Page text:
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'Thin' Foods to Aid Weight Loss

Do you get plenty of calcium, soy, and fiber in your diet? If not, you're not eating the right "thin" foods.
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WebMD Feature

Is calcium part of your weight management plan? What about 35 grams of fiber per day, or more, and lots of foods with high water content? Soy?

If you're not taking advantage of these "thin foods," you may be making the job of weight loss and long-term weight maintenance harder than they need to be.

"What we see in research studies is that food is more than the sum of its parts," says Cindy Moore, RD, director of nutrition therapy at The Cleveland Clinic in Ohio and a spokeswoman for the American Dietetic Association. "Foods that haven't been highly processed can have more than one effect in the body. Low-fat dairy foods are high in calcium and protein, but they also contain a range of other benefits that we are just beginning to understand in many cases."

And why not make that easier, she and other weight management experts say, by using what's easily available to help achieve your goals?

Calcium

A small, but growing body of research has found an association between calcium intake and long-term weight management.

"It's really remarkable what we're seeing in research on calcium," says Moore.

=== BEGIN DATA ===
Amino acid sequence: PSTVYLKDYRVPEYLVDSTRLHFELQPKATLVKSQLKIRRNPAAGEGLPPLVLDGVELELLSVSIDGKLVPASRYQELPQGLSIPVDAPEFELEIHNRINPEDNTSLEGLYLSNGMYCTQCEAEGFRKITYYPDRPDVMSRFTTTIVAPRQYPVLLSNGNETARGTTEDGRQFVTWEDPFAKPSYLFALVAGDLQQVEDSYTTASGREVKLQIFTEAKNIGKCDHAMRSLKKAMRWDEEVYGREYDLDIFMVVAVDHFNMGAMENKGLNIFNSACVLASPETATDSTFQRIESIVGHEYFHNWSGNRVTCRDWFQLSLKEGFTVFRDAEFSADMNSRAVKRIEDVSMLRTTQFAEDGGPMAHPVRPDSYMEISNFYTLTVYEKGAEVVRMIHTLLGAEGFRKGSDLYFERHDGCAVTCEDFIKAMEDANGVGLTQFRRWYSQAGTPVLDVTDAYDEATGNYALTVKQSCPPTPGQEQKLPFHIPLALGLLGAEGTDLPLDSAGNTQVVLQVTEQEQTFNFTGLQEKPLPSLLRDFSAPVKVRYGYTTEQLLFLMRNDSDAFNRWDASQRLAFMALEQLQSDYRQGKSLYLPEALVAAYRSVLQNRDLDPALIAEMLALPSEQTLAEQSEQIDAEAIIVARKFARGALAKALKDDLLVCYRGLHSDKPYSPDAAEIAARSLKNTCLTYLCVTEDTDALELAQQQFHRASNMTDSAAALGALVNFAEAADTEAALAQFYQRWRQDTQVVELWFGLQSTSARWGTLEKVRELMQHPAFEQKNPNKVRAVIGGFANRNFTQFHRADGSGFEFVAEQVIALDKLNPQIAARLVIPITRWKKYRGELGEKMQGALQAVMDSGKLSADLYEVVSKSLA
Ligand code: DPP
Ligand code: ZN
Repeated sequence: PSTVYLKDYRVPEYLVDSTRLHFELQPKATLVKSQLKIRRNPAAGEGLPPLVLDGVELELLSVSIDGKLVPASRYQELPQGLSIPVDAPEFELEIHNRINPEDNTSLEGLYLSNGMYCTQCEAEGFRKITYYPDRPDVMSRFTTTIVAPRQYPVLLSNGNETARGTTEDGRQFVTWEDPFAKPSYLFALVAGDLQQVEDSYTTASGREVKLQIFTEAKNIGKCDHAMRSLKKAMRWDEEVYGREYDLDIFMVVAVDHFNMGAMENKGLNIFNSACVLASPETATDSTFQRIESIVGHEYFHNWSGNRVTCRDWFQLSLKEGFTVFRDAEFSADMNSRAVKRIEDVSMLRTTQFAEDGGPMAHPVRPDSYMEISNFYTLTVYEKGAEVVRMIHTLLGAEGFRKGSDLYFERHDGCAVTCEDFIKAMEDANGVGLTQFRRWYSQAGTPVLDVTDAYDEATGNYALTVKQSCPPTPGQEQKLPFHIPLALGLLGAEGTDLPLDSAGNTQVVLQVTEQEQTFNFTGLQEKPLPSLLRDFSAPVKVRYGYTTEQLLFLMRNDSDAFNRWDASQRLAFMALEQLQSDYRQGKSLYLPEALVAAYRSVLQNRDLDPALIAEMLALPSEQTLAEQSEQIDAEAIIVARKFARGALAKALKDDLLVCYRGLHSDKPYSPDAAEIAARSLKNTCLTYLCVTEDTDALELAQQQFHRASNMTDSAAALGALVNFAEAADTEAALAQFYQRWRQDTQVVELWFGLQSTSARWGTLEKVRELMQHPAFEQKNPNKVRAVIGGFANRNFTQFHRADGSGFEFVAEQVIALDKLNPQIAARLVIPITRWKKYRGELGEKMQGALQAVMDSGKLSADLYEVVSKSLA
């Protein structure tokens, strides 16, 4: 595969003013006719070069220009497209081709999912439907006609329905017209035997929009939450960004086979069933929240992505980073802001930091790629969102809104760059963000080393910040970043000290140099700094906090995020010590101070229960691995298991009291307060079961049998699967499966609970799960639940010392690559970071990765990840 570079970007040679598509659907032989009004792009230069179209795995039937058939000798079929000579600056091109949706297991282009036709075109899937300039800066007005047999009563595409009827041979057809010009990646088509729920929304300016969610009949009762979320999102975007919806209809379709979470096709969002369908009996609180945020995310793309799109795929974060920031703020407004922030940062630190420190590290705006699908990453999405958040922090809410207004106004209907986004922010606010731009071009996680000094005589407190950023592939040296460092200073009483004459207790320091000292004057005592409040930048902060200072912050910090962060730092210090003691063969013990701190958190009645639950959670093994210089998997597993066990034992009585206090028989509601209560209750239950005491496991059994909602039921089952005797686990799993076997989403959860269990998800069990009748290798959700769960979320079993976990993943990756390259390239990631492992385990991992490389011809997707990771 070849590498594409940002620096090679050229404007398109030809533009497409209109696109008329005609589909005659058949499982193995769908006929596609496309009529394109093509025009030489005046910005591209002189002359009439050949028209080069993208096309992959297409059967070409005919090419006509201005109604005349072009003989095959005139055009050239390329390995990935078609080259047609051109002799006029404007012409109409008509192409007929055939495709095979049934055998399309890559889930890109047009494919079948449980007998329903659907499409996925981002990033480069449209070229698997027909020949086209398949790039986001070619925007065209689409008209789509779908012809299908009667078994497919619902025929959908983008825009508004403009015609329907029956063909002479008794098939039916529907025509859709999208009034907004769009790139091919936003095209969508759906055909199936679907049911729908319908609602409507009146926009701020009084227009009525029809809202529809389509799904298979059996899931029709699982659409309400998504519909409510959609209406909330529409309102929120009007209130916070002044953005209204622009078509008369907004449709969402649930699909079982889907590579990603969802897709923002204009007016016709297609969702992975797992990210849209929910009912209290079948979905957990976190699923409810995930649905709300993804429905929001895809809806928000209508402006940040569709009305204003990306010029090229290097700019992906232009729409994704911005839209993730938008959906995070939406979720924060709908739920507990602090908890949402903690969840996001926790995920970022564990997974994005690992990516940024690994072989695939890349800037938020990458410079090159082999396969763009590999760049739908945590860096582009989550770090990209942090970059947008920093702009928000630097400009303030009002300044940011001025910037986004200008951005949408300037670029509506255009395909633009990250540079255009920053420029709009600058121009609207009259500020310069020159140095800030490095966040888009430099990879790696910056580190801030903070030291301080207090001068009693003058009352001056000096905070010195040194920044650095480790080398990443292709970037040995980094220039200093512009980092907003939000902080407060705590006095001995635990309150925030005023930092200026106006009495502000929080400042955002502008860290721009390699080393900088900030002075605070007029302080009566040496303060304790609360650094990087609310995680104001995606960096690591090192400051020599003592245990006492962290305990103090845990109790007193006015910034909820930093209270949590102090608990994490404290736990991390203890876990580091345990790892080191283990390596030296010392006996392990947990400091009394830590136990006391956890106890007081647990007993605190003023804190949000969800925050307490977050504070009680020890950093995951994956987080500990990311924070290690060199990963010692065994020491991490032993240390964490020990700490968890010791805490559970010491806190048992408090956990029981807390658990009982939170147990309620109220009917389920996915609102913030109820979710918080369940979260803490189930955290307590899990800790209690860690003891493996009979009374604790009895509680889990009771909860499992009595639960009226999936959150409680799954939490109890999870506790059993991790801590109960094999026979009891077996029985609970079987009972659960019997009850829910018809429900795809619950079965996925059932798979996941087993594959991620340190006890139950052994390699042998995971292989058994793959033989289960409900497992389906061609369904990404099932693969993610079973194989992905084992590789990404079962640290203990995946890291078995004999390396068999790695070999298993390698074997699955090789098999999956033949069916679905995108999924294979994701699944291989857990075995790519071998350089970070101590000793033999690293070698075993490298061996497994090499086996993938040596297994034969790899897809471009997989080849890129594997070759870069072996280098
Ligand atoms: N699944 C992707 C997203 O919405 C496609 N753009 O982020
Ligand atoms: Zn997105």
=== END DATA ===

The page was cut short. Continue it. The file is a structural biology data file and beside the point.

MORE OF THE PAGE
Women with the highest intake of calcium from dairy foods, in relation to their total daily calorie intake, lost the most weight and body fat over two years, regardless of exercise, according to a study in the December 2000 Journal of the American College of Nutrition. Although the recommended calcium level for young women is 1,200-1,500 milligrams (mg) daily, the study found that the average woman's daily intake of calcium was under 800 mg per day.

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"Calcium appears to suppress a highly specific chemical in the vitamin D group," says Moore. "This chemical promotes the laying down of fat. It also slows the metabolism of fat. Calcium blocks this chemical, resulting in less stored fat and greater fat metabolism."

In fact, Moore says, animal studies have shown that sufficient calcium can even raise your body's core temperature. More fat is burned to keep your body warmer. But this finding has yet to be confirmed in humans.

"Ideally, three servings of low-fat dairy products would give you the recommended amount of calcium, which is enough to suppress the fat-producing chemical," says Moore. "It's always better to get your nutrition from foods, but calcium supplements have nearly as great an effect."

In addition, the weight lost comes largely from the midsection. Fat deposits in this are a risk factor for heart disease.

"We don't know for sure exactly how the calcium causes these changes, but it's consistent across the studies," says Greg Miller, PhD, director of nutrition and science affairs for the National Dairy Council. "People who ate more dairy seem to partition energy into lean body mass rather than into fat storage."

Here are the calcium levels recommended for adults by the USDA:

Age 9 to 18: 1,300 mg

Age 19 to 50: 1,000 mg

Age 51 and over: 1,200 mg

That all sounds good, but what if you're picking out a calcium supplement? There's calcium carbonate, calcium citrate, coral calcium. There are dozens to choose from.

"Calcium carbonate or citrate doesn't matter," says Moore. "What's more important is that the supplement also contains vitamin D. That combination is what you need to maximize calcium's effects."

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